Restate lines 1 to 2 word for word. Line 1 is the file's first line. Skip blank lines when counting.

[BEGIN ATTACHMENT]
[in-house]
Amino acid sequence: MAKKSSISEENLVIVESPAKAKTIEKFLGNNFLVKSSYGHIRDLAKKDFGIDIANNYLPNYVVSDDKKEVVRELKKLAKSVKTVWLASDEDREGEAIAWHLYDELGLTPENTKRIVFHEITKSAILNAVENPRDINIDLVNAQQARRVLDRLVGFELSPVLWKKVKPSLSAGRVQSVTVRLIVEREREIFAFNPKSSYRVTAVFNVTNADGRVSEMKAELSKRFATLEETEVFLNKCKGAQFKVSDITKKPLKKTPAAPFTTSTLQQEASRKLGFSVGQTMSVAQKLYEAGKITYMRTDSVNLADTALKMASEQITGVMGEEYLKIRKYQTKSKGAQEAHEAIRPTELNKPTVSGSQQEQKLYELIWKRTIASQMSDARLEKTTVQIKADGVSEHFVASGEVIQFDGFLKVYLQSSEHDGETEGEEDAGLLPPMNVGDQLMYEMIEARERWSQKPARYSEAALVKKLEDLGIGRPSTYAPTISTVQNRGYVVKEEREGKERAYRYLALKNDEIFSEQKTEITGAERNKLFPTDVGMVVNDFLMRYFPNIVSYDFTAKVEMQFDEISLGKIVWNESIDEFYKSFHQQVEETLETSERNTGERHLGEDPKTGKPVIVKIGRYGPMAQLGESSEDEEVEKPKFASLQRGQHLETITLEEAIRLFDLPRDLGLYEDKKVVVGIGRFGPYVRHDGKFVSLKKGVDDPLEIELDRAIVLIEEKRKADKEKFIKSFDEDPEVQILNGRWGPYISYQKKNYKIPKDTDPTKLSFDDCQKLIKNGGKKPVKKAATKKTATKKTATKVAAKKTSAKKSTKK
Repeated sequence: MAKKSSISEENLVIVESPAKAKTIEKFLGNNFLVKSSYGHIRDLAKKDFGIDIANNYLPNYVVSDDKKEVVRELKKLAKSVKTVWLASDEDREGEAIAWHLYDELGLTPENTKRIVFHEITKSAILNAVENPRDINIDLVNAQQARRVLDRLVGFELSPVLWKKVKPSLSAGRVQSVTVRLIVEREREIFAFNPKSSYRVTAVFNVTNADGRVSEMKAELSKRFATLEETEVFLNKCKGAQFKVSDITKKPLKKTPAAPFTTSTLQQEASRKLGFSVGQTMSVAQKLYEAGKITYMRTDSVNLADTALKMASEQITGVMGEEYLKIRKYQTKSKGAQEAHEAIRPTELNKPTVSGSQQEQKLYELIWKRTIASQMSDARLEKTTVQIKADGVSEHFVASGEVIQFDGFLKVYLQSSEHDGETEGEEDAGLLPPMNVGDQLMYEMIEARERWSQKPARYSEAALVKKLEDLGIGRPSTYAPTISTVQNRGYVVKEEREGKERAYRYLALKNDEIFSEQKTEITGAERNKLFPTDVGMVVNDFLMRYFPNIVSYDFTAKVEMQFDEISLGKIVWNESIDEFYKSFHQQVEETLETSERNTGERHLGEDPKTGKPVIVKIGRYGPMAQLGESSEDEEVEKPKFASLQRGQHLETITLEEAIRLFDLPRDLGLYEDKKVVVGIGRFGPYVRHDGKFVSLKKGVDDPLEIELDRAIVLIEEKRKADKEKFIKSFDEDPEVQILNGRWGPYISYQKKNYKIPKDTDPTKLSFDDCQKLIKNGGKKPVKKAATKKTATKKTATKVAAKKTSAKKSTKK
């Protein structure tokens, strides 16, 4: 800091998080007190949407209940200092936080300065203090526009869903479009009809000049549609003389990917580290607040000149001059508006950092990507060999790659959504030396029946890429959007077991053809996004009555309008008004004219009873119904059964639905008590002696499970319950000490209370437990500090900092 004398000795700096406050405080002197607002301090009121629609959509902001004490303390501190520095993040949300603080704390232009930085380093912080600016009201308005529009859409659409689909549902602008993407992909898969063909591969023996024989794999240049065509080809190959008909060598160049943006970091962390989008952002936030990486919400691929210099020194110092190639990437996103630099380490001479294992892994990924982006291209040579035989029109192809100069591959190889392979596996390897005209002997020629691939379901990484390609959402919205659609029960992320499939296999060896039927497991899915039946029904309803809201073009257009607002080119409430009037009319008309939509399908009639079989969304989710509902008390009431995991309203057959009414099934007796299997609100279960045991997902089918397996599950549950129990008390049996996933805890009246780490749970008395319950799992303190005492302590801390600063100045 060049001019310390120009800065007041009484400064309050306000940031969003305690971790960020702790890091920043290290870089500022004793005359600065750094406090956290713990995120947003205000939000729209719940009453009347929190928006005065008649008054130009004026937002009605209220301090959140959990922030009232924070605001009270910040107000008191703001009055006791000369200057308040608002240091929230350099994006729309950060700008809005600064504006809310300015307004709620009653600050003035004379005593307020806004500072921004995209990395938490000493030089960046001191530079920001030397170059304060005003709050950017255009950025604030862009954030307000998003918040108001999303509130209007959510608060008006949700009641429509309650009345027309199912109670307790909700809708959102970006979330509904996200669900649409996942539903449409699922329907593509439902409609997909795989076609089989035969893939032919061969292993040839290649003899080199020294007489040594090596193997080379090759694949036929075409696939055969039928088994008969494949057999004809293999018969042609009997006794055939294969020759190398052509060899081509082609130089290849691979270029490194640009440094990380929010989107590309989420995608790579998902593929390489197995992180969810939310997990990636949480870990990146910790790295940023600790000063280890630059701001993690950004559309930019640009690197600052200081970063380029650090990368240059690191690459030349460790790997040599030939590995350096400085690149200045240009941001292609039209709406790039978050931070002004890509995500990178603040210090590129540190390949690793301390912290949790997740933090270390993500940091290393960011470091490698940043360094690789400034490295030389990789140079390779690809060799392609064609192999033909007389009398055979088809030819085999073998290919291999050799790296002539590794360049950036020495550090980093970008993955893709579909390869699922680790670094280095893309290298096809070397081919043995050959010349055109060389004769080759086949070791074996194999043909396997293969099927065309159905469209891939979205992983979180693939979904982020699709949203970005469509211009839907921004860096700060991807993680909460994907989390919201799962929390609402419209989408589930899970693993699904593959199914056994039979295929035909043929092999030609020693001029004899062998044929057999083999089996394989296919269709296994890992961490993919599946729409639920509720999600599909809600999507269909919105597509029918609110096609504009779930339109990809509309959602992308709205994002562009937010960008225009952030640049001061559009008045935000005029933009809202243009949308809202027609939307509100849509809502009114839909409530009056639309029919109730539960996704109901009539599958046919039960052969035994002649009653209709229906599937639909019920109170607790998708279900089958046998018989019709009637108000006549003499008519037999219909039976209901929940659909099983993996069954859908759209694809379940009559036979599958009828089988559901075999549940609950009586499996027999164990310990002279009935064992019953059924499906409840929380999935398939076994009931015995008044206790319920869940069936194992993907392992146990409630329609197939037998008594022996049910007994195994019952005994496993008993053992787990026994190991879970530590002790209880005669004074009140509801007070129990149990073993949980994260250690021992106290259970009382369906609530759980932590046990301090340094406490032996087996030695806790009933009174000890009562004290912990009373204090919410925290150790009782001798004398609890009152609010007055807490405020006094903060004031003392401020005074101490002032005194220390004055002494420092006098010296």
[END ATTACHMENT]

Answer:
[in-house]
Amino acid sequence: MAKKSSISEENLVIVESPAKAKTIEKFLGNNFLVKSSYGHIRDLAKKDFGIDIANNYLPNYVVSDDKKEVVRELKKLAKSVKTVWLASDEDREGEAIAWHLYDELGLTPENTKRIVFHEITKSAILNAVENPRDINIDLVNAQQARRVLDRLVGFELSPVLWKKVKPSLSAGRVQSVTVRLIVEREREIFAFNPKSSYRVTAVFNVTNADGRVSEMKAELSKRFATLEETEVFLNKCKGAQFKVSDITKKPLKKTPAAPFTTSTLQQEASRKLGFSVGQTMSVAQKLYEAGKITYMRTDSVNLADTALKMASEQITGVMGEEYLKIRKYQTKSKGAQEAHEAIRPTELNKPTVSGSQQEQKLYELIWKRTIASQMSDARLEKTTVQIKADGVSEHFVASGEVIQFDGFLKVYLQSSEHDGETEGEEDAGLLPPMNVGDQLMYEMIEARERWSQKPARYSEAALVKKLEDLGIGRPSTYAPTISTVQNRGYVVKEEREGKERAYRYLALKNDEIFSEQKTEITGAERNKLFPTDVGMVVNDFLMRYFPNIVSYDFTAKVEMQFDEISLGKIVWNESIDEFYKSFHQQVEETLETSERNTGERHLGEDPKTGKPVIVKIGRYGPMAQLGESSEDEEVEKPKFASLQRGQHLETITLEEAIRLFDLPRDLGLYEDKKVVVGIGRFGPYVRHDGKFVSLKKGVDDPLEIELDRAIVLIEEKRKADKEKFIKSFDEDPEVQILNGRWGPYISYQKKNYKIPKDTDPTKLSFDDCQKLIKNGGKKPVKKAATKKTATKKTATKVAAKKTSAKKSTKK